SQUATTING CONCERNS RISE FOR LANDLORDS
28 February 2011
Squatting in London has at least trebled as a result of the recession, with a total of 29 related cases heard in the High Court last year.
The credit crunch and fall in property values mean developers are leaving more and more buildings empty in expensive London streets as they wait to secure funding for construction work or for the market to pick up. Legal cases involving squatters and trespassers have also risen in private rented accommodation.
Under English law, squatting is seen as an ancient right rather than a criminal offence, unless the police can prove breaking and entering or damage. However, there are relevant procedures in place for landlords including the Interim Possession Order, a fairly quick procedure for removing squatters from your property. However, the rules are strict when it comes to serving papers and notices on the squatters, and it is easy to fall fowl of the rules.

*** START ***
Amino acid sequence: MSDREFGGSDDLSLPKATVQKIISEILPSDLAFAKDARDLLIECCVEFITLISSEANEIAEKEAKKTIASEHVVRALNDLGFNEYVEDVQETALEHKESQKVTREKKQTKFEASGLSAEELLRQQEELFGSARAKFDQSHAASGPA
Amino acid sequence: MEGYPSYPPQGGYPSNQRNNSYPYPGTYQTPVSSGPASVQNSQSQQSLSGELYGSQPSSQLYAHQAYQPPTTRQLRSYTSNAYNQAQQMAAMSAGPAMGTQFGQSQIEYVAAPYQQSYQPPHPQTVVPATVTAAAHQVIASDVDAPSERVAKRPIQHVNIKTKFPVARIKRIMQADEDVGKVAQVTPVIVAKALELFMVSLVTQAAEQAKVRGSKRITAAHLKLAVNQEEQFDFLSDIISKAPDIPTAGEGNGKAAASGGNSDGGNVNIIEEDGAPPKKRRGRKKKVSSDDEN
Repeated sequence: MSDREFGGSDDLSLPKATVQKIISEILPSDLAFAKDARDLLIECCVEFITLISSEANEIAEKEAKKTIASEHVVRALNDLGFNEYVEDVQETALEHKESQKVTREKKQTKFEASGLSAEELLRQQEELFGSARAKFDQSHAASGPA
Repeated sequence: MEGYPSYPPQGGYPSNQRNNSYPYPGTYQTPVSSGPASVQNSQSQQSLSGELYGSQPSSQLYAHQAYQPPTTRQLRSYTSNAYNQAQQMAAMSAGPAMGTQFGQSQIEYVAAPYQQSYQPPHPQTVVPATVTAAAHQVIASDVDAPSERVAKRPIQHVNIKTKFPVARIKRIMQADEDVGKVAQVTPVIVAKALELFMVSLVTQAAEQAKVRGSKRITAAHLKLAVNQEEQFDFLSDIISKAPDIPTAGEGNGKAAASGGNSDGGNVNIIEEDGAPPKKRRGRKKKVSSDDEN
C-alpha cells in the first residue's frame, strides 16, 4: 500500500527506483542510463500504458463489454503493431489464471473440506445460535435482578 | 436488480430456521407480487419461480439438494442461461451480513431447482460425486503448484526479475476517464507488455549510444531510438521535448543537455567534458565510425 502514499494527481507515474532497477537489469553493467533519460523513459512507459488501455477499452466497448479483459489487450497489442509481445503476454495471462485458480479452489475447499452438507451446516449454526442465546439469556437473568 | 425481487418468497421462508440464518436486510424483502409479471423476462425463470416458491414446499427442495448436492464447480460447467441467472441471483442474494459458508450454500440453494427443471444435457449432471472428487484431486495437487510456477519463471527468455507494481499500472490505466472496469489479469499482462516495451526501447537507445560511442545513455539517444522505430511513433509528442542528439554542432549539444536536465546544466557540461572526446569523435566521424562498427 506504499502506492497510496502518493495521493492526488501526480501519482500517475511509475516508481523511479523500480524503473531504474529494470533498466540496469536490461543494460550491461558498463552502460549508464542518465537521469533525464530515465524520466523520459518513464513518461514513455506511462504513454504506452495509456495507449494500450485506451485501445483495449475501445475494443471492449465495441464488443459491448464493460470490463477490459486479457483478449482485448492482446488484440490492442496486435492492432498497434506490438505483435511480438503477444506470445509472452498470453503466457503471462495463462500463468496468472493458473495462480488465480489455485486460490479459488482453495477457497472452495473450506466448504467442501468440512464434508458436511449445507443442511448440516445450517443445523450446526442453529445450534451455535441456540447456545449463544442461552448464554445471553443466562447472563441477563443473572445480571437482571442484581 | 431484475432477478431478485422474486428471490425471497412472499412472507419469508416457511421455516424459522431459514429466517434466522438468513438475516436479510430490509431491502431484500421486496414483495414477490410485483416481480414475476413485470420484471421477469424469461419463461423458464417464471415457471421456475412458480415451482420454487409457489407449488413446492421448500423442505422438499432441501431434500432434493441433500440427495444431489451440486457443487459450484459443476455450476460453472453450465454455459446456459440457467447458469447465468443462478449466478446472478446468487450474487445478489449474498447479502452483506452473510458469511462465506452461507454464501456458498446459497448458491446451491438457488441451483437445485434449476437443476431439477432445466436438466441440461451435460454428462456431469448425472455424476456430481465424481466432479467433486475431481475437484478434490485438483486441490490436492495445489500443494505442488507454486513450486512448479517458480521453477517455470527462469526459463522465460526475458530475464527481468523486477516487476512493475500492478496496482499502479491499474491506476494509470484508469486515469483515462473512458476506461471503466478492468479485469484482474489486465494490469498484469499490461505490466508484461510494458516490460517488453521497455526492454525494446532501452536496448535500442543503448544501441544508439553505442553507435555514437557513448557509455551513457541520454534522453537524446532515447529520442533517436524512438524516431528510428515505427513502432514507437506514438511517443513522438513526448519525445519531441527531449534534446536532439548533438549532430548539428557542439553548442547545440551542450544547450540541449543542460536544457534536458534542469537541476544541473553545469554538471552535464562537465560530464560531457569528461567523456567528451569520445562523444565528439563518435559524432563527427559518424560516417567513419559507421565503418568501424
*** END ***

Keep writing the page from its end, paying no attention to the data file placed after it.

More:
Brighton and Hove MP Mike Weatherley recently took up the case, "There is no criminal act so [the squatters] get evicted from the home and move to another and then evicted and evicted and evicted. We ought to make it criminalised so these people can be held to account for their actions."
Going through the eviction process is a stressful situation for any landlord. Employing a good lettings agent that will ensure very limited void periods between tenancies to eradicate squatting can be one way to avoid the issue. At Edmund Cude, our directors and property managers are kept up-to-date on current legislation regarding all types of repossession and court procedures and can offer expert legal advice on how to deal with any situation regarding problem tenancies or squatting.
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